The decision to move the Congress from Tunis (where it was originally planned to take place under the Presidency of Amel Mrabet) to Lisbon was due to the worsening international political situation and should not be seen as a sign of any weakening in the ILAE’s commitment to Africa and the developing world in general. This commitment is indeed reflected in the decision of the Executive Committee (EC) to use a substantial part of the expected surplus generated by the Congress to create a bursary system in order to promote the participation of delegates from developing countries, the funds of which made it possible to hold a Convention of African Delegates in Lisbon as an initial step in the establishment of an African Regional Commission. However, this only partially compensated for the frustration of being forced to transfer the Congress from Tunisia, which was a step backward in our mission towards the African continent. This led the present ILAE EC to reconsider the League’s organisation and propose a number of constitutional changes aimed at avoiding the risk that our policy may be conditioned by undue external constraints in the future.

One particularly interesting evolution of ILAE Congress activities has been the successful development of biennial Regional ILAE Congresses in the years in which there is no International Epilepsy Congress.
This aspect of the progressive “regionalisation” of the ILAE organisation has been greatly aided by the productive initiatives of the Regional Commissions (developed on the basis of the WHO model), which have been effectively coordinated by the second Vice-president Martin Brodie, Chairman of the Regional Task Force, actively seconded by the Subregional and Interregional Task Force chaired by Cigdem Özkara.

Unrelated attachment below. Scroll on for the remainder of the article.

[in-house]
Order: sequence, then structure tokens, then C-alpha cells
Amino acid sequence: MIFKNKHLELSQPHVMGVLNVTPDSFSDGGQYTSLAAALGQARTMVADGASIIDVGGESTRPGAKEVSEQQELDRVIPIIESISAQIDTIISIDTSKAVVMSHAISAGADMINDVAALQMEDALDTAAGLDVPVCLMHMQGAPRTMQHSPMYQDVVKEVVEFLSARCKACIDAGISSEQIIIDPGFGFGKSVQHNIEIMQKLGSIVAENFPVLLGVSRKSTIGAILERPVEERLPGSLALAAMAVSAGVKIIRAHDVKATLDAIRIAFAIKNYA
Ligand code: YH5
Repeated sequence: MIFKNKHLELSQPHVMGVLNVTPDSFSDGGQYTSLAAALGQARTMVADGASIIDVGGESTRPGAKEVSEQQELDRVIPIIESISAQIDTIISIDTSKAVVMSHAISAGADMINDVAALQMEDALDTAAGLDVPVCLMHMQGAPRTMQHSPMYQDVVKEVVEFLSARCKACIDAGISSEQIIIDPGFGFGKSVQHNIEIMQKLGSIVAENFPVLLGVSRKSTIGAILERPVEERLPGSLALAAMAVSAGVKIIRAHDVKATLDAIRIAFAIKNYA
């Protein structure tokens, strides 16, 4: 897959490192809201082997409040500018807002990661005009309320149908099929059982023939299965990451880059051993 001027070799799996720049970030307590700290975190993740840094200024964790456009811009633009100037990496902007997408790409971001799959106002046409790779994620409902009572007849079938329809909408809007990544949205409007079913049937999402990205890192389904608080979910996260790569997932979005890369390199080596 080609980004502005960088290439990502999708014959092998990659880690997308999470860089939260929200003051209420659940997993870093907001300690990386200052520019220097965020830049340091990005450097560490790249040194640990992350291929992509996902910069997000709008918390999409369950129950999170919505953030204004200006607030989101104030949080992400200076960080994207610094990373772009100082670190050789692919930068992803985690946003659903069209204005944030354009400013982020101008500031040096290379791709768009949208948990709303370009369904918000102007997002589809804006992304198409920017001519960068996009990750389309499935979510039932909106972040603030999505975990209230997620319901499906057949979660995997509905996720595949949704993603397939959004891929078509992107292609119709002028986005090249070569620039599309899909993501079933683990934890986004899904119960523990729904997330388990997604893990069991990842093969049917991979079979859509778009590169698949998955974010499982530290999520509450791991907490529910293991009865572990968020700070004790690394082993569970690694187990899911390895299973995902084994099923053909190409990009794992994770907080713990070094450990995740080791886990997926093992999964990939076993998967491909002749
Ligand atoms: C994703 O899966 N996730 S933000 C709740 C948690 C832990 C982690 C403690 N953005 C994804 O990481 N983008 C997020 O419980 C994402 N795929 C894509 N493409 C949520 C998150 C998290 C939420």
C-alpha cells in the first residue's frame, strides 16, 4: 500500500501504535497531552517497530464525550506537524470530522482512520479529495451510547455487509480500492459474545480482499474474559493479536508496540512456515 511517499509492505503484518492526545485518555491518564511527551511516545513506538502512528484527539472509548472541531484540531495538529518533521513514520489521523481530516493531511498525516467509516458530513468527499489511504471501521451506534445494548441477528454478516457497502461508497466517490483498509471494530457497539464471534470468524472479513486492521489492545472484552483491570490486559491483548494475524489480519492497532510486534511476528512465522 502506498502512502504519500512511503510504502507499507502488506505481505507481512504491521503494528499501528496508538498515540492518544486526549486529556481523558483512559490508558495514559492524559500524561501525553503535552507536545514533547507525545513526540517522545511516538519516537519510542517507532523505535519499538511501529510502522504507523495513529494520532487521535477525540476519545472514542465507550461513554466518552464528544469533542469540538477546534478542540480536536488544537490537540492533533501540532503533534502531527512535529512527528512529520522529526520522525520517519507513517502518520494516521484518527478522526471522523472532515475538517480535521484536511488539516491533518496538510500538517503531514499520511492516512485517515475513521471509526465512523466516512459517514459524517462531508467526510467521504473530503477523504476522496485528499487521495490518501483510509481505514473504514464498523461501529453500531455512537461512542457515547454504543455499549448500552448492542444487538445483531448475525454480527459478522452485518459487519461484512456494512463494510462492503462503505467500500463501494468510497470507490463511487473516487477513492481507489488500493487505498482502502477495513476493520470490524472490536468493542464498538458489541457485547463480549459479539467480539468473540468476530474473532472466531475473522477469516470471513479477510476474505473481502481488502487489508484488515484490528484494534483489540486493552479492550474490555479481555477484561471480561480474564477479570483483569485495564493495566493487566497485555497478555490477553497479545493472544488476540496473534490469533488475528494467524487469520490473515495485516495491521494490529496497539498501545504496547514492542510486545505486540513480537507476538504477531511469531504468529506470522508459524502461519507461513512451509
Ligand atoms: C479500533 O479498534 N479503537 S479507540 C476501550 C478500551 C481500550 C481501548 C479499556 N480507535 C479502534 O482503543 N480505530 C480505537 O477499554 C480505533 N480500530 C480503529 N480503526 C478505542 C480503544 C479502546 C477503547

Over the last year, three successful Regional ILAE Meetings were held in Europe, Latin America and Asia/Oceania, as well as an interregional meeting (the Mediterranean Epilepsy Conference) in Marrakesh. Local and regional Congress organisers are to be praised for their ability to create events that mark major steps forward in the development of scientific and professional collaborations among the people working in the field of epilepsy in their respective areas.

The success of the ILAE Congresses once again demonstrates the appropriateness of the decision to create the IDM office, and underlines the fact that the ILAE should continue in this way while taking into account the lessons learned from our first four-year experience. To this end, when the previous IDM contract expired, its advantages and limitations were carefully evaluated and, on the basis of the results, a new contract was drawn up by the ILAE and IBE, and agreed with Richard Holmes, which is expected to be signed soon after the completion of its final revision.

Many other educational activities have taken place (inside and outside the Congresses) as a result of the work of the European Epilepsy Academy (EUREPA) chaired by Peter Wolf, which is now evolving into the ILAE educational branch. I would particularly like to mention the increasingly successful Residential Summer Courses held in Venice, each of which has involved the active participation of one or more ILAE Commissions depending on the topics covered.

Communications with our members has been a priority of the EC, which has taken particular care to promote our journal Epilepsia, our newsletter Epigraph, and the ILAE website.